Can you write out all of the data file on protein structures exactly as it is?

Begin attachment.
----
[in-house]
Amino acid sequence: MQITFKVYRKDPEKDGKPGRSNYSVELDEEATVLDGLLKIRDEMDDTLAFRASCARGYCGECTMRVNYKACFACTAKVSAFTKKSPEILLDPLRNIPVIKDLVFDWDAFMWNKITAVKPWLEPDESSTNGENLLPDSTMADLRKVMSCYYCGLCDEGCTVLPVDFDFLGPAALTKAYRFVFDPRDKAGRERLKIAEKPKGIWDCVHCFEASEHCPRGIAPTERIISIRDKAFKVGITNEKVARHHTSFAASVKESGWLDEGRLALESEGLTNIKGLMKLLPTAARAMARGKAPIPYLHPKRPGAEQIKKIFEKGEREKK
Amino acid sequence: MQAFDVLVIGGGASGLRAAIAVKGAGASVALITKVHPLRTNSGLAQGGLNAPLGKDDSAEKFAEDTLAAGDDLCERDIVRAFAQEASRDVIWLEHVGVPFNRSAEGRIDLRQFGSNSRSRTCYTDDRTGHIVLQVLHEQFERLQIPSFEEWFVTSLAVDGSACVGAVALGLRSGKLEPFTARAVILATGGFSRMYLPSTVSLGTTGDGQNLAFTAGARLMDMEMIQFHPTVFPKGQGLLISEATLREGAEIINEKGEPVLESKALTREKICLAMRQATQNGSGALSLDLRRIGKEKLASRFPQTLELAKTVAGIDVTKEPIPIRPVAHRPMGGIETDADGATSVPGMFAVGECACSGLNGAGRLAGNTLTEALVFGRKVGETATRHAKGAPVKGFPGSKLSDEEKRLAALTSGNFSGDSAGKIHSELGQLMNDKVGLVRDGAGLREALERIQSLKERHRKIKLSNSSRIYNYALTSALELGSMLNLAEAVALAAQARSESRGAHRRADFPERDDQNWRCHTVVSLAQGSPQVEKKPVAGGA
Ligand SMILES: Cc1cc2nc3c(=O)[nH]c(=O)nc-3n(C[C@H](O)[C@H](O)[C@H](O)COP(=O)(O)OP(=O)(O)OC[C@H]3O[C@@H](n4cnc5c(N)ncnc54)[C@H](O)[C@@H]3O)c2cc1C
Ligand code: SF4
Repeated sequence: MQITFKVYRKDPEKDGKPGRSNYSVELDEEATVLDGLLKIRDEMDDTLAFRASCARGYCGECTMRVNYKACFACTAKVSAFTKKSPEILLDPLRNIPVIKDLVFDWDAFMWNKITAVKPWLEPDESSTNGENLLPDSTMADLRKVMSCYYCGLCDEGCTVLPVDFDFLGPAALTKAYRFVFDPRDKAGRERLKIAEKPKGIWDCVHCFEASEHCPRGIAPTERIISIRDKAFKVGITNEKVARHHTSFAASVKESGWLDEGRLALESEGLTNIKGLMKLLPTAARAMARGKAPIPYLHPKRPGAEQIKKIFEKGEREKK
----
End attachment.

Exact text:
[in-house]
Amino acid sequence: MQITFKVYRKDPEKDGKPGRSNYSVELDEEATVLDGLLKIRDEMDDTLAFRASCARGYCGECTMRVNYKACFACTAKVSAFTKKSPEILLDPLRNIPVIKDLVFDWDAFMWNKITAVKPWLEPDESSTNGENLLPDSTMADLRKVMSCYYCGLCDEGCTVLPVDFDFLGPAALTKAYRFVFDPRDKAGRERLKIAEKPKGIWDCVHCFEASEHCPRGIAPTERIISIRDKAFKVGITNEKVARHHTSFAASVKESGWLDEGRLALESEGLTNIKGLMKLLPTAARAMARGKAPIPYLHPKRPGAEQIKKIFEKGEREKK
Amino acid sequence: MQAFDVLVIGGGASGLRAAIAVKGAGASVALITKVHPLRTNSGLAQGGLNAPLGKDDSAEKFAEDTLAAGDDLCERDIVRAFAQEASRDVIWLEHVGVPFNRSAEGRIDLRQFGSNSRSRTCYTDDRTGHIVLQVLHEQFERLQIPSFEEWFVTSLAVDGSACVGAVALGLRSGKLEPFTARAVILATGGFSRMYLPSTVSLGTTGDGQNLAFTAGARLMDMEMIQFHPTVFPKGQGLLISEATLREGAEIINEKGEPVLESKALTREKICLAMRQATQNGSGALSLDLRRIGKEKLASRFPQTLELAKTVAGIDVTKEPIPIRPVAHRPMGGIETDADGATSVPGMFAVGECACSGLNGAGRLAGNTLTEALVFGRKVGETATRHAKGAPVKGFPGSKLSDEEKRLAALTSGNFSGDSAGKIHSELGQLMNDKVGLVRDGAGLREALERIQSLKERHRKIKLSNSSRIYNYALTSALELGSMLNLAEAVALAAQARSESRGAHRRADFPERDDQNWRCHTVVSLAQGSPQVEKKPVAGGA
Ligand SMILES: Cc1cc2nc3c(=O)[nH]c(=O)nc-3n(C[C@H](O)[C@H](O)[C@H](O)COP(=O)(O)OP(=O)(O)OC[C@H]3O[C@@H](n4cnc5c(N)ncnc54)[C@H](O)[C@@H]3O)c2cc1C
Ligand code: SF4
Repeated sequence: MQITFKVYRKDPEKDGKPGRSNYSVELDEEATVLDGLLKIRDEMDDTLAFRASCARGYCGECTMRVNYKACFACTAKVSAFTKKSPEILLDPLRNIPVIKDLVFDWDAFMWNKITAVKPWLEPDESSTNGENLLPDSTMADLRKVMSCYYCGLCDEGCTVLPVDFDFLGPAALTKAYRFVFDPRDKAGRERLKIAEKPKGIWDCVHCFEASEHCPRGIAPTERIISIRDKAFKVGITNEKVARHHTSFAASVKESGWLDEGRLALESEGLTNIKGLMKLLPTAARAMARGKAPIPYLHPKRPGAEQIKKIFEKGEREKK